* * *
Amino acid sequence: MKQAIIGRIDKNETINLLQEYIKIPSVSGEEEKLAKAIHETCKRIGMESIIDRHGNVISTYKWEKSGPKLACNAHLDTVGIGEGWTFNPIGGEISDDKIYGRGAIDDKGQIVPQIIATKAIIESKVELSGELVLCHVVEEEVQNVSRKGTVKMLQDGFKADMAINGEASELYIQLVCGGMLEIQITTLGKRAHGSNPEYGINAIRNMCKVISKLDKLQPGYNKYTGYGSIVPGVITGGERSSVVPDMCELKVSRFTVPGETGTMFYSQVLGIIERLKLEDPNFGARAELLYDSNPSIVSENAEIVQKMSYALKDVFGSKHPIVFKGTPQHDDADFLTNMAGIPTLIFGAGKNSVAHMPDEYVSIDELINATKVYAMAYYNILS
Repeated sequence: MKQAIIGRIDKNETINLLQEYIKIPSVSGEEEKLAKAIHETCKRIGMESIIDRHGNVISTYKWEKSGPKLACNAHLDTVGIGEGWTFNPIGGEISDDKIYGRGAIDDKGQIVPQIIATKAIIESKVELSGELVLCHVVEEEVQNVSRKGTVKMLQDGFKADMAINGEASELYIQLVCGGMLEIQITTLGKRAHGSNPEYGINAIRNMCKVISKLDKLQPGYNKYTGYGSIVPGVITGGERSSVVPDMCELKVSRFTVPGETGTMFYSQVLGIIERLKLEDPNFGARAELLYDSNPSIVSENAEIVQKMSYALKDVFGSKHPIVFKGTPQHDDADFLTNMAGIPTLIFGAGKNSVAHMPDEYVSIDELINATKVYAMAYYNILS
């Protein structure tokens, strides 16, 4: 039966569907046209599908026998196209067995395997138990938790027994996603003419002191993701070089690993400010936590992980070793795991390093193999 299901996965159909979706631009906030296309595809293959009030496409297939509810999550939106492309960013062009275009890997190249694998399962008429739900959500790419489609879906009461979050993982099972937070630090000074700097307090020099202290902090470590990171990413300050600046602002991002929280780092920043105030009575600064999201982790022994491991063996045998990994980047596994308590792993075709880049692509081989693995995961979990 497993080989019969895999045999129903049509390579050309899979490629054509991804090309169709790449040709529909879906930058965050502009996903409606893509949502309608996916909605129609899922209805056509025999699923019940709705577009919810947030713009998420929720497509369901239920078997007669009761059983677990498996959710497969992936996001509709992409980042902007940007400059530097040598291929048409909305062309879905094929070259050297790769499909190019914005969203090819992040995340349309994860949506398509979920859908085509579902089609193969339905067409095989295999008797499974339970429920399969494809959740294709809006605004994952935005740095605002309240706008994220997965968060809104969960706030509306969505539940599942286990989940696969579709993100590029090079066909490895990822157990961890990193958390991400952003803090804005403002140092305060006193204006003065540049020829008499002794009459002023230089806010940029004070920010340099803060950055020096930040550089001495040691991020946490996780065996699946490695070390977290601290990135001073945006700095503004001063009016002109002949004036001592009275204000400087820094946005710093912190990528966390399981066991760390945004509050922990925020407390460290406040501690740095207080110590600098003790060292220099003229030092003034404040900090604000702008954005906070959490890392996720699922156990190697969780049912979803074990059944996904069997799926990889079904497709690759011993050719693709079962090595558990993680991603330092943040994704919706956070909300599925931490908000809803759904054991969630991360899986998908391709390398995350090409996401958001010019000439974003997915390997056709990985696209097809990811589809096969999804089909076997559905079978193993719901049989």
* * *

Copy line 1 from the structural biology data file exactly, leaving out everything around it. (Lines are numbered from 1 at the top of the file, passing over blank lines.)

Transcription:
Amino acid sequence: MKQAIIGRIDKNETINLLQEYIKIPSVSGEEEKLAKAIHETCKRIGMESIIDRHGNVISTYKWEKSGPKLACNAHLDTVGIGEGWTFNPIGGEISDDKIYGRGAIDDKGQIVPQIIATKAIIESKVELSGELVLCHVVEEEVQNVSRKGTVKMLQDGFKADMAINGEASELYIQLVCGGMLEIQITTLGKRAHGSNPEYGINAIRNMCKVISKLDKLQPGYNKYTGYGSIVPGVITGGERSSVVPDMCELKVSRFTVPGETGTMFYSQVLGIIERLKLEDPNFGARAELLYDSNPSIVSENAEIVQKMSYALKDVFGSKHPIVFKGTPQHDDADFLTNMAGIPTLIFGAGKNSVAHMPDEYVSIDELINATKVYAMAYYNILS